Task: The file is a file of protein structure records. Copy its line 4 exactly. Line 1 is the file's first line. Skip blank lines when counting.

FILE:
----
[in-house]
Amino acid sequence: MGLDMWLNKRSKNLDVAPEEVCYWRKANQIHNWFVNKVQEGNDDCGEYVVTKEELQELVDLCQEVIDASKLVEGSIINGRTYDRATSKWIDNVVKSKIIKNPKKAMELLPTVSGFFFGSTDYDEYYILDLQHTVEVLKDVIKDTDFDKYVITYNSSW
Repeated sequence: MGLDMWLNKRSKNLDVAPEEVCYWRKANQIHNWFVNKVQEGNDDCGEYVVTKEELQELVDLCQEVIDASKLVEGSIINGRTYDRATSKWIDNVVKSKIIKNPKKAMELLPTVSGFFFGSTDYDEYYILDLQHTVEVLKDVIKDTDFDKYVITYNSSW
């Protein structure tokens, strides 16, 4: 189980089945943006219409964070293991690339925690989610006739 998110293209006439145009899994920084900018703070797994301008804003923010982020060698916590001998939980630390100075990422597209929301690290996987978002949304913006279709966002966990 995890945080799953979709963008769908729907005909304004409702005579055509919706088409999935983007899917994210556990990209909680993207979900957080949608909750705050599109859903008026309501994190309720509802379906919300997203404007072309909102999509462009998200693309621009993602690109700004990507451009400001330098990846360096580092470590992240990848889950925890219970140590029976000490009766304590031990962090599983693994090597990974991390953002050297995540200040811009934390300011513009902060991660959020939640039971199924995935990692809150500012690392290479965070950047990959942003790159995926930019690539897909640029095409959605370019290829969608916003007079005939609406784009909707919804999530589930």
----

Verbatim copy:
């Protein structure tokens, strides 16, 4: 189980089945943006219409964070293991690339925690989610006739 998110293209006439145009899994920084900018703070797994301008804003923010982020060698916590001998939980630390100075990422597209929301690290996987978002949304913006279709966002966990 995890945080799953979709963008769908729907005909304004409702005579055509919706088409999935983007899917994210556990990209909680993207979900957080949608909750705050599109859903008026309501994190309720509802379906919300997203404007072309909102999509462009998200693309621009993602690109700004990507451009400001330098990846360096580092470590992240990848889950925890219970140590029976000490009766304590031990962090599983693994090597990974991390953002050297995540200040811009934390300011513009902060991660959020939640039971199924995935990692809150500012690392290479965070950047990959942003790159995926930019690539897909640029095409959605370019290829969608916003007079005939609406784009909707919804999530589930």